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Charles R. Hale, Director SRH 1.310, 2300 Red River Street D0800, Austin, TX 78712 • 512.471.5551

Kate Gillespie

Associate Professor Ph.D., London Business School

Associate Professor, Department of Marketing Administration and Department of Middle Eastern Studies



International marketing; international business-government relations; business in developing countries

LAS 381 • Emerging Markets

40550 • Spring 2013
Meets TTH 1100am-1230pm CBA 4.332
(also listed as MES 384 )
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This course is designed to give students an understanding of the traditional challenges to global marketing in emerging markets, including those in Africa, Asia, Latin America, the Middle East, and the former East Bloc. It will examine commonalities of different regions and countries while highlighting cultural and economic differences. 

This course provides frameworks for

  • understanding the economic and financial challenges of emerging markets
  • exploring common cultural differences between emerging markets and the United States
  • managing economic, regulatory and political risk
  • evaluating both local and global competition in emerging markets
  • adapting marketing research in emerging markets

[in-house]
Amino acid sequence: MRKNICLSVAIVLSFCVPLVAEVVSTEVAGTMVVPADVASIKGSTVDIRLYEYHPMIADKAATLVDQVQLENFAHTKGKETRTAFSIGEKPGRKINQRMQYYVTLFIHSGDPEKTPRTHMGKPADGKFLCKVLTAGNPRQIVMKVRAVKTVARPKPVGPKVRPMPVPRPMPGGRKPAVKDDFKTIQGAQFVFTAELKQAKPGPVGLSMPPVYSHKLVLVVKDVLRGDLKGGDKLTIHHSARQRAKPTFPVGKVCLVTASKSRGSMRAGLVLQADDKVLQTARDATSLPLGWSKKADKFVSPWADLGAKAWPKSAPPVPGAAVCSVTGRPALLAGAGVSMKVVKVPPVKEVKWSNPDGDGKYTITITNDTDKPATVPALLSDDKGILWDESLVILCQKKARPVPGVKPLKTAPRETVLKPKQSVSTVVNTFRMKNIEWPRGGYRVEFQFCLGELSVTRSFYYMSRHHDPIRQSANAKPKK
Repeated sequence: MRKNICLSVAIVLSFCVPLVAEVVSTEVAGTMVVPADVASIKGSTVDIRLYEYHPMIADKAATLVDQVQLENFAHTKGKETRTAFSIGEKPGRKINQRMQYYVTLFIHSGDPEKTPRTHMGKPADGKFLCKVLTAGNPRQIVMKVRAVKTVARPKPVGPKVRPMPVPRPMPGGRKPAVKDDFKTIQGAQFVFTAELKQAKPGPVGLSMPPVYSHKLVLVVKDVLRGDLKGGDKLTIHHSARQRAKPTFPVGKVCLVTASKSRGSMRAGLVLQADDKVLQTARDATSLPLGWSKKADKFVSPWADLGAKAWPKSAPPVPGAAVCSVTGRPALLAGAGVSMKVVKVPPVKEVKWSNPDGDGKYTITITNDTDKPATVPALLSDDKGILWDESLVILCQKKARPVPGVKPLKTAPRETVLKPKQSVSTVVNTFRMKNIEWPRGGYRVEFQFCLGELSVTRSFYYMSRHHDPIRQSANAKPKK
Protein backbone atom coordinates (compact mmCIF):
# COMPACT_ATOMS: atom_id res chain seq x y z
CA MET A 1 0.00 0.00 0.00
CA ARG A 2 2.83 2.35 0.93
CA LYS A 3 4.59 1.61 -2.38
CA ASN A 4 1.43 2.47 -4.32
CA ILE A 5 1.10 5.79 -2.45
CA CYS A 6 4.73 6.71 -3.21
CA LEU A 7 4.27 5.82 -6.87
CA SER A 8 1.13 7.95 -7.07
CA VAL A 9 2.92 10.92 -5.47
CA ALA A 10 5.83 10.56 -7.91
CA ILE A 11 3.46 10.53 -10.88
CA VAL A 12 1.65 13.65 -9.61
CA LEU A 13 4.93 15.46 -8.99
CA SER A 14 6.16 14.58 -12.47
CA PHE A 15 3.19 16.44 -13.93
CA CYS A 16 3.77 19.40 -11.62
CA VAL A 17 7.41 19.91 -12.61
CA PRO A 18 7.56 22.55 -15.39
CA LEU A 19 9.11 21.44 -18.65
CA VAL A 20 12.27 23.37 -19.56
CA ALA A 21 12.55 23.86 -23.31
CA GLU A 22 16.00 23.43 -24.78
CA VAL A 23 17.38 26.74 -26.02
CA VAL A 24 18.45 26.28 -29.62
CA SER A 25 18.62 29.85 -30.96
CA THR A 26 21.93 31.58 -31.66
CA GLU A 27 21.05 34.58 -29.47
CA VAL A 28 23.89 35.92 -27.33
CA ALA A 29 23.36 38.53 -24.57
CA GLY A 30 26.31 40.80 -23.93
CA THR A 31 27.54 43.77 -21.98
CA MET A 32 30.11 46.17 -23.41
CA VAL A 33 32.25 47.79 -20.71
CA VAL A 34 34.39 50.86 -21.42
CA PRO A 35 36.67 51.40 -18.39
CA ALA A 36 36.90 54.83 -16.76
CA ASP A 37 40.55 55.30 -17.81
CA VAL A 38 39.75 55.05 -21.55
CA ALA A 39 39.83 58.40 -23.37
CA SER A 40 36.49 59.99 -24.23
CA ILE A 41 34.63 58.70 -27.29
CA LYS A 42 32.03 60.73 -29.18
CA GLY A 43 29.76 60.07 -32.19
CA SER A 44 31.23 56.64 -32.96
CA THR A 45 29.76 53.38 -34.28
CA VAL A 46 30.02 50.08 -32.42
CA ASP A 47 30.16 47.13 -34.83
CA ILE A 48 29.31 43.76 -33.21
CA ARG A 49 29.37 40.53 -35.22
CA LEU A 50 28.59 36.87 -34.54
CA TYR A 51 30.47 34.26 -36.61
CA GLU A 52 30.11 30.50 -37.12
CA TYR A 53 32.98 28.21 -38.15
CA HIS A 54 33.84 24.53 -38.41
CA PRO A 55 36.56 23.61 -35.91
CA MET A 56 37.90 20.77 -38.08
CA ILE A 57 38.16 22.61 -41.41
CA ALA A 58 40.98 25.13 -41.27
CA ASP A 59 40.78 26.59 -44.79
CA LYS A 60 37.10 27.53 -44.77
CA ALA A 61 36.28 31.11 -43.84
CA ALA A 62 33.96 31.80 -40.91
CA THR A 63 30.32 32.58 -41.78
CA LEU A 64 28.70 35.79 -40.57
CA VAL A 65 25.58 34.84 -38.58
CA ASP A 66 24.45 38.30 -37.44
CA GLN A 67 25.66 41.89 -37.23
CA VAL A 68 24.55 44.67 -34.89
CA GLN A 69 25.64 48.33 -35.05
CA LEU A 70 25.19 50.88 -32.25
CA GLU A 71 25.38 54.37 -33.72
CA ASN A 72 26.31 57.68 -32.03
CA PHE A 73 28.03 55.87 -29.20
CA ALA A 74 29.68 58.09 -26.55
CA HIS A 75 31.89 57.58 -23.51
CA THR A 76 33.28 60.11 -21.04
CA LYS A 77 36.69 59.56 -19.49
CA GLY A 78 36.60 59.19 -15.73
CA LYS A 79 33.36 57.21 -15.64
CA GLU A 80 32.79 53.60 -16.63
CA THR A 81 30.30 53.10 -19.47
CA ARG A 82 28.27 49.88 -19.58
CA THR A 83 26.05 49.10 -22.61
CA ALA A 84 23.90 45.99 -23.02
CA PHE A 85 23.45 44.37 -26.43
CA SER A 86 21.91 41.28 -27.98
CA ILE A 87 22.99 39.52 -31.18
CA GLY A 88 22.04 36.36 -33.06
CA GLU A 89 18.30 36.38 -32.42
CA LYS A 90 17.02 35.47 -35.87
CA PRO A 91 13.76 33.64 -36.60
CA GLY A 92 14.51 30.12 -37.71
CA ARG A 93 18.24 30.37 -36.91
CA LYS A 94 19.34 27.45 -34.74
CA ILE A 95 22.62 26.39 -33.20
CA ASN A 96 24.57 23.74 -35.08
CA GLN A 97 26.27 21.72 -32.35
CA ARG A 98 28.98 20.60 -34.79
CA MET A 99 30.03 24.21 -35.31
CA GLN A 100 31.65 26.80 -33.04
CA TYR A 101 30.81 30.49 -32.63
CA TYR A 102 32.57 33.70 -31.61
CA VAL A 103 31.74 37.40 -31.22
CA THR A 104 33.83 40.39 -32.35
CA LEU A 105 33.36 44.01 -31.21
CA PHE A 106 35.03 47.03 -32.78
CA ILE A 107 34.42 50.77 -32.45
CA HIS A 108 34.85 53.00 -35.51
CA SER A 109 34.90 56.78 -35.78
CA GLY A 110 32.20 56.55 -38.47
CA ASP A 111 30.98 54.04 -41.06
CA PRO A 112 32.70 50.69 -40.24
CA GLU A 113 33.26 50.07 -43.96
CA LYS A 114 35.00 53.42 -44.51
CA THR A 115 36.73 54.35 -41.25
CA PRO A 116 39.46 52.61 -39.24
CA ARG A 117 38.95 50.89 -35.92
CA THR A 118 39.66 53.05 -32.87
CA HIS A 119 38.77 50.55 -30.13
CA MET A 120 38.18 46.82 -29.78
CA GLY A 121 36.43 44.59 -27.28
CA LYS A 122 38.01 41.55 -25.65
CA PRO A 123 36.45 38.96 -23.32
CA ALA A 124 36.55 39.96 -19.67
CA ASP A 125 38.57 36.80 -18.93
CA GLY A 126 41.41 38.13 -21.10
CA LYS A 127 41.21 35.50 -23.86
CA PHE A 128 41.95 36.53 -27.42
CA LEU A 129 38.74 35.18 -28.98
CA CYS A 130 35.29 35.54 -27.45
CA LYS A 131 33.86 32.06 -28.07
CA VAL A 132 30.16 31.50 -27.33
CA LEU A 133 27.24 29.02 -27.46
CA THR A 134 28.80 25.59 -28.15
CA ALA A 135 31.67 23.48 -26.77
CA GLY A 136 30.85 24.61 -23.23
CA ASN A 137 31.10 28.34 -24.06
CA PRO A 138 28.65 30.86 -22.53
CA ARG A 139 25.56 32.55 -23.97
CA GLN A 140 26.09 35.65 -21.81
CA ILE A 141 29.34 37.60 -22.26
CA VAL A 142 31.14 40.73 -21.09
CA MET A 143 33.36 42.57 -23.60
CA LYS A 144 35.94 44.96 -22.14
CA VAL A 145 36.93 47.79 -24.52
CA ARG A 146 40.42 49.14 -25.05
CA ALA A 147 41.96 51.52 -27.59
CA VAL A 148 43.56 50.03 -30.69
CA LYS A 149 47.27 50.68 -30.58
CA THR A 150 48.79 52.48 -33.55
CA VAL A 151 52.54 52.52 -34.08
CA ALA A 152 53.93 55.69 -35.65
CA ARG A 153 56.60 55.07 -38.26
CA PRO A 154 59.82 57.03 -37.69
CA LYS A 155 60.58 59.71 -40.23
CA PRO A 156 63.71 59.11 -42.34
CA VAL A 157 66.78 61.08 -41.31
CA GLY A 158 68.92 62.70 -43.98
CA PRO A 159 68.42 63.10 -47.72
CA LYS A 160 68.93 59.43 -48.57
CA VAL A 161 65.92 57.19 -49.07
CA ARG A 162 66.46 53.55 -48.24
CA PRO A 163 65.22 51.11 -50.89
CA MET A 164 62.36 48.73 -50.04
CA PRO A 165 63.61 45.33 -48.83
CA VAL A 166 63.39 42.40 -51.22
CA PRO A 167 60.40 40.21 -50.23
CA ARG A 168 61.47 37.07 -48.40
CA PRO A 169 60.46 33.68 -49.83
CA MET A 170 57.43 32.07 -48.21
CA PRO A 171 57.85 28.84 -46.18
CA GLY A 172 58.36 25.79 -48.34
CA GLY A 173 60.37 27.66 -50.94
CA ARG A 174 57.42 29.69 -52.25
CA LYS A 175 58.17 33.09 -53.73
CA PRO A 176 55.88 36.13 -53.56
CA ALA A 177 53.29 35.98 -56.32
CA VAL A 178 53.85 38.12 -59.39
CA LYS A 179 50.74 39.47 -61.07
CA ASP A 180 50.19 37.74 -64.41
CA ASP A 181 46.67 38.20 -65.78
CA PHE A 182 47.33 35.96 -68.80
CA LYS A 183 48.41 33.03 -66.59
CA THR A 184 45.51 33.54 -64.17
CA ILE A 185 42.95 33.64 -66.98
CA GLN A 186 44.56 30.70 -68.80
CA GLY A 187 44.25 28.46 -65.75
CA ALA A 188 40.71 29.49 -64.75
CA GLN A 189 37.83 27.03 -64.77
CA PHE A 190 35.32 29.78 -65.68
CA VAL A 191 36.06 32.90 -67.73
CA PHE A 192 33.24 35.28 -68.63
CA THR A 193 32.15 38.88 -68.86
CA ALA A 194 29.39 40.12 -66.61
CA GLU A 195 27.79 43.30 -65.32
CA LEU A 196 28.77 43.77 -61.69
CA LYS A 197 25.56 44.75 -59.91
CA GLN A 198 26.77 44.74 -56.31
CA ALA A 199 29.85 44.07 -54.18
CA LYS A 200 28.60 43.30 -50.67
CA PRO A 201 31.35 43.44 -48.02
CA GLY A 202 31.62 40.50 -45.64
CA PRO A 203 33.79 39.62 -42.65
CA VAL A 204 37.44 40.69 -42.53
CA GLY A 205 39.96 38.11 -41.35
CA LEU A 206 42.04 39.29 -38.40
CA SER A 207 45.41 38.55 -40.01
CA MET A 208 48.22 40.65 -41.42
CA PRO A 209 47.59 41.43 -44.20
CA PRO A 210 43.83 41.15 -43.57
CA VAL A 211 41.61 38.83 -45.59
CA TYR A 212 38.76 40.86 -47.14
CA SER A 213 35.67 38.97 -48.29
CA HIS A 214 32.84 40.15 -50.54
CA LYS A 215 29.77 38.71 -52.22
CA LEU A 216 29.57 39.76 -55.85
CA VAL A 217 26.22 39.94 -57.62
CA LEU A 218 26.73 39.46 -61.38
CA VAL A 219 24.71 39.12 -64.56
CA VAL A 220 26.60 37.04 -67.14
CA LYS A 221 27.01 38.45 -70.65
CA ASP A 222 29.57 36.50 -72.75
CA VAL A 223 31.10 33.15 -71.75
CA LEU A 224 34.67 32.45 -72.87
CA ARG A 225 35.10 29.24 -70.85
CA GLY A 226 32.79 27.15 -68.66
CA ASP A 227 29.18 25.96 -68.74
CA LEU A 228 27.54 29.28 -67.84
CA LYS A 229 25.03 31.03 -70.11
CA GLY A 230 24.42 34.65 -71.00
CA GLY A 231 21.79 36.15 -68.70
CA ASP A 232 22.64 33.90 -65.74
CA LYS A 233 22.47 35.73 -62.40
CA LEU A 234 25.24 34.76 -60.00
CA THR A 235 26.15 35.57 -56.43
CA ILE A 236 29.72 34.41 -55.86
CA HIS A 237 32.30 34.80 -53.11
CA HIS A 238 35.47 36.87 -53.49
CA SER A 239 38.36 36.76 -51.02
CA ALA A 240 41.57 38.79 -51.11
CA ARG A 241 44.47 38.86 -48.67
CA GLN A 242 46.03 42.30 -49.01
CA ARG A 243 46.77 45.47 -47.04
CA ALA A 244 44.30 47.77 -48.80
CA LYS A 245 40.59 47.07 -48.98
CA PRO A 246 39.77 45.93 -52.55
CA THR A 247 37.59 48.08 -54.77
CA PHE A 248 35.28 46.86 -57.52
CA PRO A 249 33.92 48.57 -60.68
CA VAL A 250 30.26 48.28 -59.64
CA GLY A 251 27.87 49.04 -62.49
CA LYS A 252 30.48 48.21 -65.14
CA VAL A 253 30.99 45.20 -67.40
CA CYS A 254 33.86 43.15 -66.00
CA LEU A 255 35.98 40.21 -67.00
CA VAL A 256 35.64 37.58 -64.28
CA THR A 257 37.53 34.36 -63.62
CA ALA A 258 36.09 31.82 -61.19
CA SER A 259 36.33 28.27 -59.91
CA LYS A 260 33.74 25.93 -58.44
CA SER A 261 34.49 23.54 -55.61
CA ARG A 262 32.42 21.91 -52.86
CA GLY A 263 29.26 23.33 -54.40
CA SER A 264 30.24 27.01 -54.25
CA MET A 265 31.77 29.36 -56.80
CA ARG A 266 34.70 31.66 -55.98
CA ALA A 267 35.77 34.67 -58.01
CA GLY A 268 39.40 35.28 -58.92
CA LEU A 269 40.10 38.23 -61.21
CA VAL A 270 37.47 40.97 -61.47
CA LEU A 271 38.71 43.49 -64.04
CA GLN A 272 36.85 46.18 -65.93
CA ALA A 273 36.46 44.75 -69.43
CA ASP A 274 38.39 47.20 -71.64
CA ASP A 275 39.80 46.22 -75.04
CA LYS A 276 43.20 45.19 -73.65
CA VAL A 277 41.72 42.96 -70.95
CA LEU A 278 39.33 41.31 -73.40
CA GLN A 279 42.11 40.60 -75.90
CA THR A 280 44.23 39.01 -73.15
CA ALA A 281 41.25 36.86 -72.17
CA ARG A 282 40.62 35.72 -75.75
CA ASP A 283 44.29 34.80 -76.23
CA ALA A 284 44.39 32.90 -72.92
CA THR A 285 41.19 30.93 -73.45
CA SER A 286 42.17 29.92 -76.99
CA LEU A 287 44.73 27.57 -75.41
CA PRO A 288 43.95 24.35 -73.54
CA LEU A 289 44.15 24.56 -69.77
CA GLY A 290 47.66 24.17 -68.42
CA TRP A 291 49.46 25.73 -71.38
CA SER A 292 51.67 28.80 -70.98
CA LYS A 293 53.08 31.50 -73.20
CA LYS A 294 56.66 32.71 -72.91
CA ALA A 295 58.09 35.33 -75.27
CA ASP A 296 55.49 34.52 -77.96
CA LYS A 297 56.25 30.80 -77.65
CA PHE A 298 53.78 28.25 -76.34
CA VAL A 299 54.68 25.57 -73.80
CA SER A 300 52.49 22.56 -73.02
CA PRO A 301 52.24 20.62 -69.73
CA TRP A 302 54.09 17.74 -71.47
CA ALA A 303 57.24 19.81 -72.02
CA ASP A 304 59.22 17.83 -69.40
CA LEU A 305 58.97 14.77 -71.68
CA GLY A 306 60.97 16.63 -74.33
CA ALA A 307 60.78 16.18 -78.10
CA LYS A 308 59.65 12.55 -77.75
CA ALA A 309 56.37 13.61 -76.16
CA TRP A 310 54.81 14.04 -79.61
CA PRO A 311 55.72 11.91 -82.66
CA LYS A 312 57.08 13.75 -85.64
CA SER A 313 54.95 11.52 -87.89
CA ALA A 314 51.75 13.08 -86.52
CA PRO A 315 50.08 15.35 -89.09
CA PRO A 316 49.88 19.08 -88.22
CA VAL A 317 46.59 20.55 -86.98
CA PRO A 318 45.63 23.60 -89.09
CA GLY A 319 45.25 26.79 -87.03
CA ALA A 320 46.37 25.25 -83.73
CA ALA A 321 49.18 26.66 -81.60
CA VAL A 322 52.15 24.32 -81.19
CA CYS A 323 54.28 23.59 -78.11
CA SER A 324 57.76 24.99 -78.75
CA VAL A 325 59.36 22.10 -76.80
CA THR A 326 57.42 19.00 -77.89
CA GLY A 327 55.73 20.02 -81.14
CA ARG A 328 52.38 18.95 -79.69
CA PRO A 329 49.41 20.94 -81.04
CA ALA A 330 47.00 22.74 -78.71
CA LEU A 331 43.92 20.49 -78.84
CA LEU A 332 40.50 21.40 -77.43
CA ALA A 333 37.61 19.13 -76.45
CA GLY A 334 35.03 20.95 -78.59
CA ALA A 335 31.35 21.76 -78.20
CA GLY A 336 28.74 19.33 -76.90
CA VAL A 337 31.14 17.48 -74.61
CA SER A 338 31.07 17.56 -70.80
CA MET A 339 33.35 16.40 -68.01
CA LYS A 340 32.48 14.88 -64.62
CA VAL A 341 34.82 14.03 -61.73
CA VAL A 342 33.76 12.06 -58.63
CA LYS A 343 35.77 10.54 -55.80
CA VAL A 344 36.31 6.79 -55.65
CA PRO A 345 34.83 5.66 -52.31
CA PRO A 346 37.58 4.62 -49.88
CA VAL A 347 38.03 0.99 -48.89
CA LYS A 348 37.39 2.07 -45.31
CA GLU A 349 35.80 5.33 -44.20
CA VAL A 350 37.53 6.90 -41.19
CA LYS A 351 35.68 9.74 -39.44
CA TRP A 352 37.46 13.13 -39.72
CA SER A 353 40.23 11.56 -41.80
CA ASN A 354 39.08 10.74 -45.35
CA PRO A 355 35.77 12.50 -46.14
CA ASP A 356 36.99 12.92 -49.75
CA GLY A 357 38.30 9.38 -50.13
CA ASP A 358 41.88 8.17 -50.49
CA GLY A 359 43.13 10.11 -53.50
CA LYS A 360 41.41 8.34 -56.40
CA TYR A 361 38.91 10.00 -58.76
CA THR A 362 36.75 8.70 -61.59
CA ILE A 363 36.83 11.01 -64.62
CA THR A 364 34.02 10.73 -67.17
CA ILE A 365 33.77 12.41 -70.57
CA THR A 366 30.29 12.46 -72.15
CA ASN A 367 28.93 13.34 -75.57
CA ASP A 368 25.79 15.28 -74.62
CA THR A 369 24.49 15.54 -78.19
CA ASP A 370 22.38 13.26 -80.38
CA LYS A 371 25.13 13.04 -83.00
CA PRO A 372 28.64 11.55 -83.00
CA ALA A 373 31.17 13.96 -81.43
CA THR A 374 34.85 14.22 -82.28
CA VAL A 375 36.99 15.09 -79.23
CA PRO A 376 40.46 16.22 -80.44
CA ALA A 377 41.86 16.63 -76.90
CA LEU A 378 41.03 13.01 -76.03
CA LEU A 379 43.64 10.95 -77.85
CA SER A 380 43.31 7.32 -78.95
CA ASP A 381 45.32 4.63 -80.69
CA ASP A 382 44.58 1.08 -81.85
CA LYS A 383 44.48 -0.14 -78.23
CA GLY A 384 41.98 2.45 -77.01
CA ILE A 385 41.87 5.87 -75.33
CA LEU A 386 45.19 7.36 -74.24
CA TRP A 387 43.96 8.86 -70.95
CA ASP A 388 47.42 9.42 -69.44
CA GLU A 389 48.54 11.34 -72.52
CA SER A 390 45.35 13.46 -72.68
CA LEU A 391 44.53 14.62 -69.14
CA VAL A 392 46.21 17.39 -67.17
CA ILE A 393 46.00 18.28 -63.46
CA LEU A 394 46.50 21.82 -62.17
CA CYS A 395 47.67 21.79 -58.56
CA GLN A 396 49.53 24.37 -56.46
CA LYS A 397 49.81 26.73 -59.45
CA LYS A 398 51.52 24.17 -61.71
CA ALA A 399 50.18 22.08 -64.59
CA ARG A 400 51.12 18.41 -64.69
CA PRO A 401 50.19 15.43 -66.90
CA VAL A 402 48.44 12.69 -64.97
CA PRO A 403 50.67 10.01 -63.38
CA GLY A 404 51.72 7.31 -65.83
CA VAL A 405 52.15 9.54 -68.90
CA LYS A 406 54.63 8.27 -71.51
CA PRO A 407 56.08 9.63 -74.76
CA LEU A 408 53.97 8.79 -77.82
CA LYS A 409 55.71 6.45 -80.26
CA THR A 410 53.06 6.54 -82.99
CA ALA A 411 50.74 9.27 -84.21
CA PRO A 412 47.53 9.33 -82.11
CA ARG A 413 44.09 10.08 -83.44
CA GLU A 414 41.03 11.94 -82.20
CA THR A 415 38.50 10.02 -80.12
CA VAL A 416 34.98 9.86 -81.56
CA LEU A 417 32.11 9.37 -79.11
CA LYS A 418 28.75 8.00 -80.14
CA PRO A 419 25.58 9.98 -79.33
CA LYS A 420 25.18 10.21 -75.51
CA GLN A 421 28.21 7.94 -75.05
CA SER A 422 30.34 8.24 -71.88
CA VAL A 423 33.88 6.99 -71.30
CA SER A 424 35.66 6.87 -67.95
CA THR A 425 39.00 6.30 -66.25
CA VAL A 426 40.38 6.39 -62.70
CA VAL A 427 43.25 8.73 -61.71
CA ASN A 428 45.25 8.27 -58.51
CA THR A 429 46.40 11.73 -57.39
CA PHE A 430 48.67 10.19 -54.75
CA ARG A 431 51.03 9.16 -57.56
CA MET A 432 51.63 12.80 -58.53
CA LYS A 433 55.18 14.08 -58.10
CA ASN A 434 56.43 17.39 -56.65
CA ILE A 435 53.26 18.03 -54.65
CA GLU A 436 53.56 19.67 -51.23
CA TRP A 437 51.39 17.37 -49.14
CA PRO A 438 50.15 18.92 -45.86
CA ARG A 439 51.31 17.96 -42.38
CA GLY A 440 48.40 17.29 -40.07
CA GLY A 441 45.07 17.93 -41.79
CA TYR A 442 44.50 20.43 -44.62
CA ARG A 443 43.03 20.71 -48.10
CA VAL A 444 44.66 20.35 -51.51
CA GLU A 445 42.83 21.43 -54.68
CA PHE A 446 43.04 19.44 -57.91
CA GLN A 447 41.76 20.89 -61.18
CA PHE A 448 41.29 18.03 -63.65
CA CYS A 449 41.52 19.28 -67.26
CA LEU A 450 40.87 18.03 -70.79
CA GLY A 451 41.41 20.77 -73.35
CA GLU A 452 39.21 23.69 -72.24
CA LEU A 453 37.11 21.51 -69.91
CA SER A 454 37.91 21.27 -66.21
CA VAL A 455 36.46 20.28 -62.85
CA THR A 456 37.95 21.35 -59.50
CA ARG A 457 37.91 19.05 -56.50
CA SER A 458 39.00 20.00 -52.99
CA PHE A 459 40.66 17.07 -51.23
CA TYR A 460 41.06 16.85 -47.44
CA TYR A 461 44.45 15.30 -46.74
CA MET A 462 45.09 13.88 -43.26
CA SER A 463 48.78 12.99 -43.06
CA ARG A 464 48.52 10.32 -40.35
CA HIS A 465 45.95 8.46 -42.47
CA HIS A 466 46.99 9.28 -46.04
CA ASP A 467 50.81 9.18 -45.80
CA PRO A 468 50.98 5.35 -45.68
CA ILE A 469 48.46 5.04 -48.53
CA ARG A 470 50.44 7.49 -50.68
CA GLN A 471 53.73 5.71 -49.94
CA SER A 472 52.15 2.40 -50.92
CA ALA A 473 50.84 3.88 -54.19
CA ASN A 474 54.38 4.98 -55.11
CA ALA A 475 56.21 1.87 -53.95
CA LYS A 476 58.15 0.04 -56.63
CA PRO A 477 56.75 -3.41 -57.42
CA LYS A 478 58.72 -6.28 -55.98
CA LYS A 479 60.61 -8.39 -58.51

• assessing the desirability of entering specific markets
  • determining the best mode of entry for an emerging market
  • managing brands in emerging markets
  • adapting the marketing mix (product, price, distribution and promotion) to an emerging market

In addition, students will create a market assessment and marketing plan for taking a specific business into a specific emerging market.

Texts & Grading

To be provided by instructor.

LAS 381 • Global Marketing

40335 • Fall 2011
Meets MW 330pm-500pm UTC 1.104
(also listed as MES 384 )
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This course is designed to present an overview of international marketing in an increasingly global marketplace. It provides frameworks for understanding the economic, cultural and political environment of global marketing; assessing the desirability of specific foreign markets; determining the best mode of entry for a market; globalizing the marketing mix; evaluating competitive options for both global firms  and local firms defending against global firms; organizing transnational firms to better implement global strategies

A group project allows students to investigate taking a business to a foreign market. We have a major project that requires student groups to take a business to a country. Area studies students (like MES) are always required to be in a group targeting a country  from their region.



To be provided by instructor. 



To be provided by instructor. 

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